Vlad Putin commemorated the 78th anniversary of the liberation of Auschwitz in his own inimitable fashion.
Nazism, he declared, wasn’t extinguished in 1945. It’s still alive and well and thriving in the Ukraine. For it’s only the neo-Nazis who resist Russia’s noble effort to eradicate that blight off the face of the earth.
The first two sentences tell the truth: neo-Nazis are indeed committing unspeakable atrocities in the Ukraine. But those yahoos are clad in Russian uniforms.
The denazification of the Ukraine was the declared purpose of Russia’s attack on the Ukraine. To give you an idea how the Russians are getting on, I’ve translated this account of a Ukrainian nurse, Olena.
That Mariupol woman in her late forties was taken prisoner by the Russians early in the war. A few days ago she was released after a POW exchange. A friend of hers tells Olena’s story, to which I can’t really add much. [The narrative jumps from first to third person, but I’m only the translator here. I’m sure you can follow well enough.]
“Olena worked at her Mariupol hospital for a long time, and after [the Russian attack on] 24 February she stayed on the job round the clock. The bombings started, and the wounded began to arrive in uncountable numbers. They kept coming and coming… Brought in were soldiers, children, old people. There was an impression, says Olena, that the Russians wanted to drown us in blood. There were rivers of blood everywhere, and there was little water to rinse it away. We washed the instruments with alcohol and kept working. There was no electricity, operations were lit by emergency generators.
“When the hospital was bombed out, we were ordered to break up between two bunkers. One half moved to Azovstal, the other to the vast Ilyich factory. There we had to keep changing bunkers all the time because, whenever the Russians spotted a transport of the wounded, they’d bomb it. The operating rooms were placed close to the exit, for us to be able to move the patients and equipment to another place quickly.
“In early March it was no longer possible to get out of the siege since Mariupol was surrounded by a triple encirclement. First the Russians imprisoned the male doctors, then also the women. They were put into cellars, where they had to lie on naked cement. At another transit point, the Russians put 40 people into a room with four beds. They slept like sardines in a tin. Prisoners were transported blindfolded and with their hands tied, sometimes by air. When they eventually found themselves in a camp in Russia, everything they owned had been long since taken away: toothbrushes, underwear and naturally telephones.
“In transit, the people were fed the kind of slops that even a hungry dog wouldn’t eat, many people were reduced to skin and bones. When they arrived at the prison, they began to get some gruel and bread, and Olena started to gain weight. The guards were out to break the people’s spirit.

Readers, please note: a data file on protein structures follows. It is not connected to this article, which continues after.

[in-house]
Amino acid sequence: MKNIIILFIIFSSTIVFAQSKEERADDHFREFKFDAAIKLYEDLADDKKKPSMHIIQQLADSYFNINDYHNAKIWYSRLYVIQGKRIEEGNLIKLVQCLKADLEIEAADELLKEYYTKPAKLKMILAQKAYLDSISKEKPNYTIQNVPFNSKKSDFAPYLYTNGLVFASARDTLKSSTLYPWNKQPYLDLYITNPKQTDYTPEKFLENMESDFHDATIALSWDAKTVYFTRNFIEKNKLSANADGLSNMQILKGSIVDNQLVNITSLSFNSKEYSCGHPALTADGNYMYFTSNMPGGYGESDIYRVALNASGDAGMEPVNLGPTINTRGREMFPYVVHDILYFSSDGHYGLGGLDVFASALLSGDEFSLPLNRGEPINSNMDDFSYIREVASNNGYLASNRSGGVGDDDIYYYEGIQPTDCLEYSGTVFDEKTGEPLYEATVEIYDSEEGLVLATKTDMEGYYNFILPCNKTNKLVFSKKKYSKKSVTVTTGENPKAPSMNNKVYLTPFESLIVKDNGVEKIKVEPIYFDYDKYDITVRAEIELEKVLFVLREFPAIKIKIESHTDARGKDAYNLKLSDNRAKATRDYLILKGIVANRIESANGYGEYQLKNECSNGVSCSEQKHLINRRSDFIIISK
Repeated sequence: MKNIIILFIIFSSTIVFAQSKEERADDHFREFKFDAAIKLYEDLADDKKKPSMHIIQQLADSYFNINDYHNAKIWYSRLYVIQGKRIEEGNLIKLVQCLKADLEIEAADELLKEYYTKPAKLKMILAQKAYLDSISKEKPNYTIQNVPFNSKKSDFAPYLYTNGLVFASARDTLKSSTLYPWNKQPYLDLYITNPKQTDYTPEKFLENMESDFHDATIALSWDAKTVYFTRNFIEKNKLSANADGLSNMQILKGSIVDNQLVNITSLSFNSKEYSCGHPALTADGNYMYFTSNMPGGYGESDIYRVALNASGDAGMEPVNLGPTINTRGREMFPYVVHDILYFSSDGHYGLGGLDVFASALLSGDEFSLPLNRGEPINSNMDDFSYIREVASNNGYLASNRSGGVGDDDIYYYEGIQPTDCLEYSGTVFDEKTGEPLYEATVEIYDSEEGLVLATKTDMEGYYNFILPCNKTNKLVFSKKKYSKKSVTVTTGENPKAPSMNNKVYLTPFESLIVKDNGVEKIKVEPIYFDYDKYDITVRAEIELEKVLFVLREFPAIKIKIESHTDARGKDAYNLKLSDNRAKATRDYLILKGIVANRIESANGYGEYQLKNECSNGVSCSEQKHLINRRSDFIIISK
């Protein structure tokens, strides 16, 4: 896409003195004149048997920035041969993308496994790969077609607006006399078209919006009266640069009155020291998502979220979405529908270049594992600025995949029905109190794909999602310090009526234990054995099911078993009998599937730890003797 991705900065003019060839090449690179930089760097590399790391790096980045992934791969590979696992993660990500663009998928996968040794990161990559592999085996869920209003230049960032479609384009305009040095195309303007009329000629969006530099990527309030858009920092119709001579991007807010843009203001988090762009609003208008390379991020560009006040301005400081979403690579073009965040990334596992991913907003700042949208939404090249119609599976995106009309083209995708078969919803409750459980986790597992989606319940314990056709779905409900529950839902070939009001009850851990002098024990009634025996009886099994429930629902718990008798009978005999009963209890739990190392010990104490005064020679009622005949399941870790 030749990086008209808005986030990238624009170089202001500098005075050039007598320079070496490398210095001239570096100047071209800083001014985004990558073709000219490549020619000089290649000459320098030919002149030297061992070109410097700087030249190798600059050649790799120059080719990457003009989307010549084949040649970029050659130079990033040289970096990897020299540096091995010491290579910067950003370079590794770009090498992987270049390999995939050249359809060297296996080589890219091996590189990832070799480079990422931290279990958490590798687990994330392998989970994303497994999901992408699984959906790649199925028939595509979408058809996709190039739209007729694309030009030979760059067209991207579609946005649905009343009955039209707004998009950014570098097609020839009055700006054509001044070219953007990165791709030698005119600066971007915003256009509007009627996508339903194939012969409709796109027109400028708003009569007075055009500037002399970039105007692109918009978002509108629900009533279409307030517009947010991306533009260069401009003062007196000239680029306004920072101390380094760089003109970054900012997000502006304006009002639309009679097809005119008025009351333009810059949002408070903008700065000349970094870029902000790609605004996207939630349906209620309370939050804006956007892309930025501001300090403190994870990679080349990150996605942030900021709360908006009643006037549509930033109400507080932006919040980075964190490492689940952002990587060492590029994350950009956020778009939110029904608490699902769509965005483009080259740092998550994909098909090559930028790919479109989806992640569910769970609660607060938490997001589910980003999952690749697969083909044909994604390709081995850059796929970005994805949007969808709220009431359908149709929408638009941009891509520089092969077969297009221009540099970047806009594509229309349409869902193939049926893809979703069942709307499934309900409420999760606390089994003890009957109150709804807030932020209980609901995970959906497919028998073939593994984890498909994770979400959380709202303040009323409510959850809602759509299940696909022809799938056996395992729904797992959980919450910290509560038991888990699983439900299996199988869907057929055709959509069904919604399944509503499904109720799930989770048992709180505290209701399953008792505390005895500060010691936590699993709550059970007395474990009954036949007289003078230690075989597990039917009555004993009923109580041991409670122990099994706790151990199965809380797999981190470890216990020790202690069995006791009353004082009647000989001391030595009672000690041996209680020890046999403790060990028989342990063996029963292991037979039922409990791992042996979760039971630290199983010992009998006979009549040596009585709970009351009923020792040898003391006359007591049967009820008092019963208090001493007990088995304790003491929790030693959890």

“After the 6 am reveille, we were made to sing the Russian anthem 5-6 times in a row, and not normally but at the top of the voice. If the singing wasn’t loud enough, the guards would bang on the door with their truncheons. That was the first warning and, when the door was finally opened, everyone was terrified – they knew they’d be beaten again. They were beaten constantly. As a result of the bombings, Olena had lost not only her hearing, but also her voice. She could hardly speak, and she was beaten for that too.
“If during the rollcall the guards decided that a prisoner didn’t spread her legs wide enough, they’d beat her on the inside of her legs with a truncheon. One elderly woman had a dislocated hip, she had been taken just before the operation. She begged to be treated, but they were hitting her on the legs with truncheons and sometimes electric shock: ‘Here’s your treatment’.
“They were forced to watch Russian propaganda TV channels all day long. In the morning they were given sheets of verses glorifying the Russians. These had to be recited by heart at a specified time. Those who couldn’t memorise the verses were beaten.
“We had two civilians with us. One was an epileptic who was having fits, the other was mentally retarded and couldn’t memorise anything. They were beaten too. Olena kept repeating her question: ‘Why those sick civilians? What were they beaten for?’ I asked: ‘Who did the beating?’ ‘The female guards themselves.’ ‘Were they middle-aged?’ ‘No, young. They kept telling us that the Ukraine didn’t exist any longer, and no one had any use for us, prisoners. We were forgotten and written off.
“Olena was told to accept the Russian passport. She refused. They asked why, she replied she had her sons in Kiev. Well, Kiev isn’t there anymore, she was told… None of the imprisoned women gave in, although they were all tortured.”
Olena’s story will probably make only a footnote in a multi-volume indictment of the crimes committed by the Russians in the good tradition of both Stalin’s and Hitler’s Nazism. The indictment, I believe firmly, will be one day read out at an international tribunal, at the Hague or elsewhere, perhaps even at Nuremberg.
And I do hope that sitting in the dock next to the murderers, torturers, rapists and their leaders will be their propagandists, both Russian and Western – especially the latter, those who should have known better. For it wasn’t just the likes of Kaltenbrunner and Frank who got the noose, but also Rosenberg, Streicher and, later, William Joyce, ‘Lord Haw-Haw’.
The precedent is there, and their present-day typological equivalents should ponder it – with seriousness and trepidation.